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Arcade Creek hits flood monitoring stage

Becca and Randy Smith prepare sandbags to protect their neighbor's home from the overflowing Arcade Creek at the corner of Pasadena Ave and Winding Way Thursday.
Becca and Randy Smith prepare sandbags to protect their neighbor's home from the overflowing Arcade Creek at the corner of Pasadena Ave and Winding Way Thursday. Aseng@sacbee.com

Arcade Creek near American River College reached a flood monitoring stage at 6 p.m. Thursday, the first stream in Sacramento to hit that level.

The creek, which works its way through neighborhoods in northern Sacramento County and into the city of Sacramento, had risen nearly 10 feet in the past 24 hours, according to Sacramento County’s stream alert system.

The highest levels were being reported at Winding Way, where the road crosses the creek near American River College.

Just a few blocks away, on Pasadena Avenue, residents hustled to fill sand bags. Sacramento County officials had dumped a truckload of sand on the street for residents to use if necessary.

But resident Randy Smith said the storm was turning out to be better than expected. The creek was 2 feet below flood monitoring levels at Pasadena Avenue.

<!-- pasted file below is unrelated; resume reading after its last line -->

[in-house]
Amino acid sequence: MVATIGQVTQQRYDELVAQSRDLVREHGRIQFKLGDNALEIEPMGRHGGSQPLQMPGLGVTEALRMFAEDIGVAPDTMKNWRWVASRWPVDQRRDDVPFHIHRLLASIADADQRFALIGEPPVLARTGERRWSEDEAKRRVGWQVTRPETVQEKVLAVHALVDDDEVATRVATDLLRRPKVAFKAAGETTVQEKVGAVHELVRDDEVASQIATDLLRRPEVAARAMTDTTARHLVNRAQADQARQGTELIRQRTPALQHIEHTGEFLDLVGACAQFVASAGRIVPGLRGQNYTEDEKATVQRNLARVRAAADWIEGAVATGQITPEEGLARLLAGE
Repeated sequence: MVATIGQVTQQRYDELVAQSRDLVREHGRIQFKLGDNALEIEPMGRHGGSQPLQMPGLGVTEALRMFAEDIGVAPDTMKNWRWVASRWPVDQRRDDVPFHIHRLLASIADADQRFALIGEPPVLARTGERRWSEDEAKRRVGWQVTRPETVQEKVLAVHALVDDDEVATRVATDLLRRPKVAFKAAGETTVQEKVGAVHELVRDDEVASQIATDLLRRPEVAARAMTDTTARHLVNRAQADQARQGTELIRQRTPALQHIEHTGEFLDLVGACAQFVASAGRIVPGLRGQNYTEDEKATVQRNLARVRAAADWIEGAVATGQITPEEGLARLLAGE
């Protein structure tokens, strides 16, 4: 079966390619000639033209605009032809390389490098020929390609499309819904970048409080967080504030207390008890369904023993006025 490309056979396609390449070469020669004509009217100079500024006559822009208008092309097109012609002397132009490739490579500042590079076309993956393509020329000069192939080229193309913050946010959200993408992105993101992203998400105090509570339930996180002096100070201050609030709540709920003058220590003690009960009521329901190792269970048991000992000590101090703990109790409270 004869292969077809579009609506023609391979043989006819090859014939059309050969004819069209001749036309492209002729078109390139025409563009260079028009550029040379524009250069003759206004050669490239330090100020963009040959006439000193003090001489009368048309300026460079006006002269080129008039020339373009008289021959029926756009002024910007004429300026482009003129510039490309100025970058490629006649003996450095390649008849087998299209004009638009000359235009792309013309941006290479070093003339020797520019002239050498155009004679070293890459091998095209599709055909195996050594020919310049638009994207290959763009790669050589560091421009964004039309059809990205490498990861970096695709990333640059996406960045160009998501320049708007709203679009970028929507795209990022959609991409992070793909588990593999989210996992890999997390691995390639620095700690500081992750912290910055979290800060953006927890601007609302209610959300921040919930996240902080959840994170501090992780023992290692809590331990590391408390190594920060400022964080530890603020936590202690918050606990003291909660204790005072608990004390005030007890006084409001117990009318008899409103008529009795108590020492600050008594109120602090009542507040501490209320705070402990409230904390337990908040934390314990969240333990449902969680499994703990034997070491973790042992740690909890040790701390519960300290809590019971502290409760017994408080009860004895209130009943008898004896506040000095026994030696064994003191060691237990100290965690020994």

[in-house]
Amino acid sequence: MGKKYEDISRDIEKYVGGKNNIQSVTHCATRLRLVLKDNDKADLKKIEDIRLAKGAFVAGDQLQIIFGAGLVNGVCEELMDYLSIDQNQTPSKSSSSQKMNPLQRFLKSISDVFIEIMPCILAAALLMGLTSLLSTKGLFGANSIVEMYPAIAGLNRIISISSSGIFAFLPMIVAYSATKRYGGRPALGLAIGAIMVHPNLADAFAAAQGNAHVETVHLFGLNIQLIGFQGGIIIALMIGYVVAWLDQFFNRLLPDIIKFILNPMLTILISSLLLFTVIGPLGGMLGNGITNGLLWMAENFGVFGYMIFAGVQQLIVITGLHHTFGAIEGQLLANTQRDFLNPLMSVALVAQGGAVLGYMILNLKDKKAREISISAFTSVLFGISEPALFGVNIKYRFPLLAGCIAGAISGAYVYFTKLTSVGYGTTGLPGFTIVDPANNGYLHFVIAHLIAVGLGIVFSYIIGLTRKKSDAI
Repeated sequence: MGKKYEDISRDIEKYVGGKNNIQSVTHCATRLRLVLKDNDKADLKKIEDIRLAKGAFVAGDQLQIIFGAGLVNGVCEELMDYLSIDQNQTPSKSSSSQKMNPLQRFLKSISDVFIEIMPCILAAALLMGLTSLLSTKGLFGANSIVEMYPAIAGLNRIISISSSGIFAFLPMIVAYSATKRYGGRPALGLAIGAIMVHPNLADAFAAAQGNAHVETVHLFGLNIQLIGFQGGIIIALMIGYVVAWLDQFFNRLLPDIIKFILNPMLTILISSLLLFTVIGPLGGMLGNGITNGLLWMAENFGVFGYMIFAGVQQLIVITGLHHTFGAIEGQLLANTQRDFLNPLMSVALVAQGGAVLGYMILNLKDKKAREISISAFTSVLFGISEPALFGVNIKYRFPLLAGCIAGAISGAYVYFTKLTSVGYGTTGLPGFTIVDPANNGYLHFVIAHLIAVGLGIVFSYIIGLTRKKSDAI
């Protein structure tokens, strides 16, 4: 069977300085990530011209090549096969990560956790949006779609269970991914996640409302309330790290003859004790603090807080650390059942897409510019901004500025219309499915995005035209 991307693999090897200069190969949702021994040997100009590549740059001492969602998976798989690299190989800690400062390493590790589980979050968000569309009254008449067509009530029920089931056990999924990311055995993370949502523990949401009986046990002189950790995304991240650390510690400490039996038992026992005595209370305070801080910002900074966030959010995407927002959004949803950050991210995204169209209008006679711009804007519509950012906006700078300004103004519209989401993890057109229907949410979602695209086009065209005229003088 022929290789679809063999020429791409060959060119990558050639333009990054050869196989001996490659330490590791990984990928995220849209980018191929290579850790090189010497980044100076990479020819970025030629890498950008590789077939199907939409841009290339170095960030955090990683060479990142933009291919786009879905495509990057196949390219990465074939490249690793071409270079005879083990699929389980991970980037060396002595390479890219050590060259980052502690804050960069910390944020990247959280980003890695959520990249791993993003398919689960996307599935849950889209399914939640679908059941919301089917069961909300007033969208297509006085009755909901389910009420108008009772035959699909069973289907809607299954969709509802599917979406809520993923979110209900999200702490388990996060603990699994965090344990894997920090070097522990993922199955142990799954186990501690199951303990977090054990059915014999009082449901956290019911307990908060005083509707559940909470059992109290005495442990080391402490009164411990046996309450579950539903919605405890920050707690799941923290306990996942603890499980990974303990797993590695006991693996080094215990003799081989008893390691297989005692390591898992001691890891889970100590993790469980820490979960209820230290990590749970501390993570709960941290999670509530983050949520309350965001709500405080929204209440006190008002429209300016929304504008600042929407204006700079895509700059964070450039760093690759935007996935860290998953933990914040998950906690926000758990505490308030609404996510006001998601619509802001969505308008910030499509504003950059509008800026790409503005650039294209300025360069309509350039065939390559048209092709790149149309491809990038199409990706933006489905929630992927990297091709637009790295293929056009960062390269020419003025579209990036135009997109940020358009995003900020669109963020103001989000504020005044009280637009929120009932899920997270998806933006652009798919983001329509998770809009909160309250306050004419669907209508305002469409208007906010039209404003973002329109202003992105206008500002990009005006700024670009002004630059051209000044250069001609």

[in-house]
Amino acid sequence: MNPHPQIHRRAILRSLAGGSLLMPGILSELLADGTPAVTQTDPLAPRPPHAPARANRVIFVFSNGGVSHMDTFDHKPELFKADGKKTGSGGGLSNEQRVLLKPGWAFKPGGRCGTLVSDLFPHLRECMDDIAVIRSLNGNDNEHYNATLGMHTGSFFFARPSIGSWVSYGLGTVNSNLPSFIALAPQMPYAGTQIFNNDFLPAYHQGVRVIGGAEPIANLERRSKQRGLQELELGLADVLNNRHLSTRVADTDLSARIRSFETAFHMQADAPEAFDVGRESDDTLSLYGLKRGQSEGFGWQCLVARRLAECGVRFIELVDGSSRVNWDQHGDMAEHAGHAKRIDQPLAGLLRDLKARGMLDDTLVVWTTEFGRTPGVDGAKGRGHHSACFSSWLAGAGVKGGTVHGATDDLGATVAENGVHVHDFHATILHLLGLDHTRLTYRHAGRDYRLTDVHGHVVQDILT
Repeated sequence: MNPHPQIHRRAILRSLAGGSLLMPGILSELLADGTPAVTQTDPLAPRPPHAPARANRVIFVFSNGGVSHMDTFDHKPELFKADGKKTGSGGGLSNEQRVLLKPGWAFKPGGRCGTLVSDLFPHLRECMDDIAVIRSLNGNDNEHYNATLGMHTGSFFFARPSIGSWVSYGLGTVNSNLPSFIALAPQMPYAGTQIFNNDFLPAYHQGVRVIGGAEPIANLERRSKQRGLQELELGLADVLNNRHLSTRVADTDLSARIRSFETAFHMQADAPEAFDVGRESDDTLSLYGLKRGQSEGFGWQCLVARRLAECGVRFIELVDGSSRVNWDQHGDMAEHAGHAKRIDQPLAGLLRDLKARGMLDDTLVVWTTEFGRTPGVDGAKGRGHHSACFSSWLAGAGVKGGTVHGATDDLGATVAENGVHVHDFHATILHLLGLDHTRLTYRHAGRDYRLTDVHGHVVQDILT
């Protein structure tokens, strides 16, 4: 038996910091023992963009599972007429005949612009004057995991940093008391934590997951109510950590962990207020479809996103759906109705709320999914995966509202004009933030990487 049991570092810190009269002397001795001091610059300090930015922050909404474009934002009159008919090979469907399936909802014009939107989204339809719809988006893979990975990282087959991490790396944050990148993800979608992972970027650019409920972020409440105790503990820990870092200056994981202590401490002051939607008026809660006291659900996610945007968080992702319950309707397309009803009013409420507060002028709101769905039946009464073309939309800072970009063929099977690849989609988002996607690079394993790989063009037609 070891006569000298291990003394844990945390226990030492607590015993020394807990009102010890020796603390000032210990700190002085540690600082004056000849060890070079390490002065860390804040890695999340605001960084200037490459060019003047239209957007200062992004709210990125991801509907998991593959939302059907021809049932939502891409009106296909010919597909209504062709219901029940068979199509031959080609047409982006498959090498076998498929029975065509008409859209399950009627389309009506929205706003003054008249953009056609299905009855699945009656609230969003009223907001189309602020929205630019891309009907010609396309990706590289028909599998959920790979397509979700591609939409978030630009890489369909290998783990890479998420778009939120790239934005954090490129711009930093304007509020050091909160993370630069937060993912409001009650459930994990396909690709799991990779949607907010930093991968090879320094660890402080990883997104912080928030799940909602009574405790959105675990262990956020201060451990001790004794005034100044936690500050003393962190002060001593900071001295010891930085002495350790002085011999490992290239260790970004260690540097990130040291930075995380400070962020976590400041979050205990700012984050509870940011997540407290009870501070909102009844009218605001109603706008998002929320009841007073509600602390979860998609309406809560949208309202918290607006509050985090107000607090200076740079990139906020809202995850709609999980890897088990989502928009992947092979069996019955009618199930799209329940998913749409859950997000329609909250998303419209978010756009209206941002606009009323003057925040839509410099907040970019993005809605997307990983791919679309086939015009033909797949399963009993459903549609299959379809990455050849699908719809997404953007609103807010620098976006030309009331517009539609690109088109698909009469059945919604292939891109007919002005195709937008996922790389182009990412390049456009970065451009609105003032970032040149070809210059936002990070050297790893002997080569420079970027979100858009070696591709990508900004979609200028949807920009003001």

“We’re doing this as a precautionary measure,” he said. “There’s no story here.”

Nearby, Bentley Mymka, 53, stopped at the Pasadena Avenue footbridge over the creek to snap photos with his iPhone. Mymka, wearing shorts and a neon-colored shirt, was finishing up his daily 25-mile commute to downtown.

“Two weeks ago, there was no water, just a sandy bottom,” said Mymka, pointing to the water spilling over the banks. “It hasn’t been this high in a while.”

He said the storm has been “overhyped.” While he didn’t change his commute, Mymka said he saw fewer bicycles on the road.

Mymka also wasn't deterred by a big puddle on the far side of the footbridge –he rode straight through it.

Meanwhile, in Placer County, officials said they expect the Walerga Road bridge over Dry Creek to flood in the next hour. John McEldowney, program manager for the Placer County Office of Emergency Services, said the houses nearby could be at risk for flooding.

Call The Bee’s Ryan Lillis, (916) 321-1085. Read his City Beat blog at www.sacbee.com/citybeat.

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